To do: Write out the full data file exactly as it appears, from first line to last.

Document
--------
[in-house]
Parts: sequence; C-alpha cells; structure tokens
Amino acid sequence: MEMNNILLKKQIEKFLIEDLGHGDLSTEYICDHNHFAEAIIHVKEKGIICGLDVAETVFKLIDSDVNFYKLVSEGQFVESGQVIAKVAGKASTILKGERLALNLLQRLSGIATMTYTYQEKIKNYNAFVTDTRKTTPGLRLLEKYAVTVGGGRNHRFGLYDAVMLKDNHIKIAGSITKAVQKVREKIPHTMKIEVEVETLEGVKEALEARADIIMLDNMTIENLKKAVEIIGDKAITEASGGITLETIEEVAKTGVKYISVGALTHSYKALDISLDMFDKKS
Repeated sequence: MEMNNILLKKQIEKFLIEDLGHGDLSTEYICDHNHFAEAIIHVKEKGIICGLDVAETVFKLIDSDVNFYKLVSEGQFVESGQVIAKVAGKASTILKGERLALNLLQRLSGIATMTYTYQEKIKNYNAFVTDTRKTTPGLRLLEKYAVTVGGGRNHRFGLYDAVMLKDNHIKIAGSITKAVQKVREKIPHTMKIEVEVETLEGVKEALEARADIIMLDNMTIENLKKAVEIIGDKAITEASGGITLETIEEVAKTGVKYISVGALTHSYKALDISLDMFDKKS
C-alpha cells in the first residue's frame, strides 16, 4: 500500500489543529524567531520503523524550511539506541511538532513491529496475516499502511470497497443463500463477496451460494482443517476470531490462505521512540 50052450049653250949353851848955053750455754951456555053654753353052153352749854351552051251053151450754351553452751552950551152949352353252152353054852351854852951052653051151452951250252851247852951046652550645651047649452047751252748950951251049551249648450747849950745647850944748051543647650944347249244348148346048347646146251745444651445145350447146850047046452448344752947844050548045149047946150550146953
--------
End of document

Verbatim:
[in-house]
Parts: sequence; C-alpha cells; structure tokens
Amino acid sequence: MEMNNILLKKQIEKFLIEDLGHGDLSTEYICDHNHFAEAIIHVKEKGIICGLDVAETVFKLIDSDVNFYKLVSEGQFVESGQVIAKVAGKASTILKGERLALNLLQRLSGIATMTYTYQEKIKNYNAFVTDTRKTTPGLRLLEKYAVTVGGGRNHRFGLYDAVMLKDNHIKIAGSITKAVQKVREKIPHTMKIEVEVETLEGVKEALEARADIIMLDNMTIENLKKAVEIIGDKAITEASGGITLETIEEVAKTGVKYISVGALTHSYKALDISLDMFDKKS
Repeated sequence: MEMNNILLKKQIEKFLIEDLGHGDLSTEYICDHNHFAEAIIHVKEKGIICGLDVAETVFKLIDSDVNFYKLVSEGQFVESGQVIAKVAGKASTILKGERLALNLLQRLSGIATMTYTYQEKIKNYNAFVTDTRKTTPGLRLLEKYAVTVGGGRNHRFGLYDAVMLKDNHIKIAGSITKAVQKVREKIPHTMKIEVEVETLEGVKEALEARADIIMLDNMTIENLKKAVEIIGDKAITEASGGITLETIEEVAKTGVKYISVGALTHSYKALDISLDMFDKKS
C-alpha cells in the first residue's frame, strides 16, 4: 500500500489543529524567531520503523524550511539506541511538532513491529496475516499502511470497497443463500463477496451460494482443517476470531490462505521512540 50052450049653250949353851848955053750455754951456555053654753353052153352749854351552051251053151450754351553452751552950551152949352353252152353054852351854852951052653051151452951250252851247852951046652550645651047649452047751252748950951251049551249648450747849950745647850944748051543647650944347249244348148346048347646146251745444651445145350447146850047046452448344752947844050548045149047946150550146953